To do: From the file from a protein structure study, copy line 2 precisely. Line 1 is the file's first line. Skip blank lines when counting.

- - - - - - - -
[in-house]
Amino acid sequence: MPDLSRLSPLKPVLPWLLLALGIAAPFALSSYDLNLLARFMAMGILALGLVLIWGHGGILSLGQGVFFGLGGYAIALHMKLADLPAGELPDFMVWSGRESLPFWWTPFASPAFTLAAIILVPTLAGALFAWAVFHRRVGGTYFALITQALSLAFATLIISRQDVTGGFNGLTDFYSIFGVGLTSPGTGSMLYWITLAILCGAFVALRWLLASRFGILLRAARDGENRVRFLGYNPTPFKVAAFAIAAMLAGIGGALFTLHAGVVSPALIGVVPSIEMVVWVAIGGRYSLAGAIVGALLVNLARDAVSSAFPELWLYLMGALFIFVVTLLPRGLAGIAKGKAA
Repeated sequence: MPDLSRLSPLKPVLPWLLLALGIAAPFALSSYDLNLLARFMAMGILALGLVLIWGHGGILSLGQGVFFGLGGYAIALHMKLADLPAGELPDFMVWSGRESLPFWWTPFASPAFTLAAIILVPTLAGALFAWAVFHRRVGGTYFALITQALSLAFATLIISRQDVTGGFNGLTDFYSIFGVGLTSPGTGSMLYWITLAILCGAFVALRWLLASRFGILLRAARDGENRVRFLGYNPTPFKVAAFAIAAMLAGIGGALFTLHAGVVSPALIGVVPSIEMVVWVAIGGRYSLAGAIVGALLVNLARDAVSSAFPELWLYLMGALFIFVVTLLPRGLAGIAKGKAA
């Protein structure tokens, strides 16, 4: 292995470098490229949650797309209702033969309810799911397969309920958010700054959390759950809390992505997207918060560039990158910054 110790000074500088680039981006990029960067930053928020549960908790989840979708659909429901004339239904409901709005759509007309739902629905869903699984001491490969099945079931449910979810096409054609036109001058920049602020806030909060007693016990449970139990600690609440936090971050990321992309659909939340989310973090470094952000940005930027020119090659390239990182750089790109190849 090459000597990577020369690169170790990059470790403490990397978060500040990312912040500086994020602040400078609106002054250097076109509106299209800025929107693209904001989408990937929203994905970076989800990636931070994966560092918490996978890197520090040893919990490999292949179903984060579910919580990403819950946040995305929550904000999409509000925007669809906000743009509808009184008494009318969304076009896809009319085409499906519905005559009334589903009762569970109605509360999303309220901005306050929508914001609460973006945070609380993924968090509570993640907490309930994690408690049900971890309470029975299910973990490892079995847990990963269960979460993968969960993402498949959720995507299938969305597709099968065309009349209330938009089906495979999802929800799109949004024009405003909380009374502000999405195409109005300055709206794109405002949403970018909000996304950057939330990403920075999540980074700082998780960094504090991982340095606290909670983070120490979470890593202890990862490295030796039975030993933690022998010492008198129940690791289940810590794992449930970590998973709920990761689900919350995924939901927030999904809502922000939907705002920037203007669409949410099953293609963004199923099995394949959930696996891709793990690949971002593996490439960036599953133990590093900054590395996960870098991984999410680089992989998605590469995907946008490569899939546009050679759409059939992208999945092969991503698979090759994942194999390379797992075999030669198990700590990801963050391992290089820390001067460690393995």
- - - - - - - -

Amino acid sequence: MPDLSRLSPLKPVLPWLLLALGIAAPFALSSYDLNLLARFMAMGILALGLVLIWGHGGILSLGQGVFFGLGGYAIALHMKLADLPAGELPDFMVWSGRESLPFWWTPFASPAFTLAAIILVPTLAGALFAWAVFHRRVGGTYFALITQALSLAFATLIISRQDVTGGFNGLTDFYSIFGVGLTSPGTGSMLYWITLAILCGAFVALRWLLASRFGILLRAARDGENRVRFLGYNPTPFKVAAFAIAAMLAGIGGALFTLHAGVVSPALIGVVPSIEMVVWVAIGGRYSLAGAIVGALLVNLARDAVSSAFPELWLYLMGALFIFVVTLLPRGLAGIAKGKAA